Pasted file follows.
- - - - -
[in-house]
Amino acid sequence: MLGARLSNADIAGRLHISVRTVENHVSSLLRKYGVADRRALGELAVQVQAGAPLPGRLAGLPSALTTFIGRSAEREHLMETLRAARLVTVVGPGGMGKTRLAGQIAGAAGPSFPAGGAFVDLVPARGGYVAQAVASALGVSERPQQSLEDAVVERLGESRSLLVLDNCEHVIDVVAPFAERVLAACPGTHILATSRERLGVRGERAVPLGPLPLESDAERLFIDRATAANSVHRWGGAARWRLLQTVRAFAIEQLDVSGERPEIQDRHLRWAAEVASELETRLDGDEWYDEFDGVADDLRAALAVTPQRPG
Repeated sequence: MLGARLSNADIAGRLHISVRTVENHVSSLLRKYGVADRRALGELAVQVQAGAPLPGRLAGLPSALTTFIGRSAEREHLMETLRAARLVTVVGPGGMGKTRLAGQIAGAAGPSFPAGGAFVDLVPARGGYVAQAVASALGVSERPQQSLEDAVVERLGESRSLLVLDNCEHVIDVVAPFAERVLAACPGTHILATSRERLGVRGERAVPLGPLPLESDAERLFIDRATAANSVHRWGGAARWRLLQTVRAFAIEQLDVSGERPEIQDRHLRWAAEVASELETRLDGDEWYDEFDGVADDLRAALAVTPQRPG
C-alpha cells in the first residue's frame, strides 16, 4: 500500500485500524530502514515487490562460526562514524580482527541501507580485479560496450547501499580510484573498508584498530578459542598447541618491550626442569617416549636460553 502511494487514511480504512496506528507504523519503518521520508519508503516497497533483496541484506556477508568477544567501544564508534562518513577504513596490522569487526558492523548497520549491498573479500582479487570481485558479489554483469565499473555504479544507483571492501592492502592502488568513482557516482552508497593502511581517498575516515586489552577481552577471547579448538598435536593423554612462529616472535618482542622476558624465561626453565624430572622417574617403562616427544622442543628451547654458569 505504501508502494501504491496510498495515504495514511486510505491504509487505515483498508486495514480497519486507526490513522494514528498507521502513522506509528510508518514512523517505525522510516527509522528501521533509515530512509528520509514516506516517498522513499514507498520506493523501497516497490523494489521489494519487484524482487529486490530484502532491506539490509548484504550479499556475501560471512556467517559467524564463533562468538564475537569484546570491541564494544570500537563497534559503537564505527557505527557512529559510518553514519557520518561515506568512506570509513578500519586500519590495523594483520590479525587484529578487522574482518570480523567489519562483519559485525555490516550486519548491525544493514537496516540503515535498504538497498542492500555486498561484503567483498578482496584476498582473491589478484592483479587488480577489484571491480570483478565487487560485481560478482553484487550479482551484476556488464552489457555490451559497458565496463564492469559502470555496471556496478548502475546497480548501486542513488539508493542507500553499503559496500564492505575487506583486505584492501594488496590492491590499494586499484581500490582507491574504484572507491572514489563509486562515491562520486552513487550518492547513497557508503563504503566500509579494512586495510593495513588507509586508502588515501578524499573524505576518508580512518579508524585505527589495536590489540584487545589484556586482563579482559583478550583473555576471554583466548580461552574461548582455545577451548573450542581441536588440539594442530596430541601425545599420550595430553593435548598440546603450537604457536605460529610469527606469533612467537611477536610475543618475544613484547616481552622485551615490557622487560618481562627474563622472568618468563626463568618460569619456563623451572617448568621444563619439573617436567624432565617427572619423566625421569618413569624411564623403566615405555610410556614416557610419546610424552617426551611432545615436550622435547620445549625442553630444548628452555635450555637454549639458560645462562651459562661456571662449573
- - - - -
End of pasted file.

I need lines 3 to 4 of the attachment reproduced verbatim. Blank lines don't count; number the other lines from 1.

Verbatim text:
Repeated sequence: MLGARLSNADIAGRLHISVRTVENHVSSLLRKYGVADRRALGELAVQVQAGAPLPGRLAGLPSALTTFIGRSAEREHLMETLRAARLVTVVGPGGMGKTRLAGQIAGAAGPSFPAGGAFVDLVPARGGYVAQAVASALGVSERPQQSLEDAVVERLGESRSLLVLDNCEHVIDVVAPFAERVLAACPGTHILATSRERLGVRGERAVPLGPLPLESDAERLFIDRATAANSVHRWGGAARWRLLQTVRAFAIEQLDVSGERPEIQDRHLRWAAEVASELETRLDGDEWYDEFDGVADDLRAALAVTPQRPG
C-alpha cells in the first residue's frame, strides 16, 4: 500500500485500524530502514515487490562460526562514524580482527541501507580485479560496450547501499580510484573498508584498530578459542598447541618491550626442569617416549636460553 502511494487514511480504512496506528507504523519503518521520508519508503516497497533483496541484506556477508568477544567501544564508534562518513577504513596490522569487526558492523548497520549491498573479500582479487570481485558479489554483469565499473555504479544507483571492501592492502592502488568513482557516482552508497593502511581517498575516515586489552577481552577471547579448538598435536593423554612462529616472535618482542622476558624465561626453565624430572622417574617403562616427544622442543628451547654458569 505504501508502494501504491496510498495515504495514511486510505491504509487505515483498508486495514480497519486507526490513522494514528498507521502513522506509528510508518514512523517505525522510516527509522528501521533509515530512509528520509514516506516517498522513499514507498520506493523501497516497490523494489521489494519487484524482487529486490530484502532491506539490509548484504550479499556475501560471512556467517559467524564463533562468538564475537569484546570491541564494544570500537563497534559503537564505527557505527557512529559510518553514519557520518561515506568512506570509513578500519586500519590495523594483520590479525587484529578487522574482518570480523567489519562483519559485525555490516550486519548491525544493514537496516540503515535498504538497498542492500555486498561484503567483498578482496584476498582473491589478484592483479587488480577489484571491480570483478565487487560485481560478482553484487550479482551484476556488464552489457555490451559497458565496463564492469559502470555496471556496478548502475546497480548501486542513488539508493542507500553499503559496500564492505575487506583486505584492501594488496590492491590499494586499484581500490582507491574504484572507491572514489563509486562515491562520486552513487550518492547513497557508503563504503566500509579494512586495510593495513588507509586508502588515501578524499573524505576518508580512518579508524585505527589495536590489540584487545589484556586482563579482559583478550583473555576471554583466548580461552574461548582455545577451548573450542581441536588440539594442530596430541601425545599420550595430553593435548598440546603450537604457536605460529610469527606469533612467537611477536610475543618475544613484547616481552622485551615490557622487560618481562627474563622472568618468563626463568618460569619456563623451572617448568621444563619439573617436567624432565617427572619423566625421569618413569624411564623403566615405555610410556614416557610419546610424552617426551611432545615436550622435547620445549625442553630444548628452555635450555637454549639458560645462562651459562661456571662449573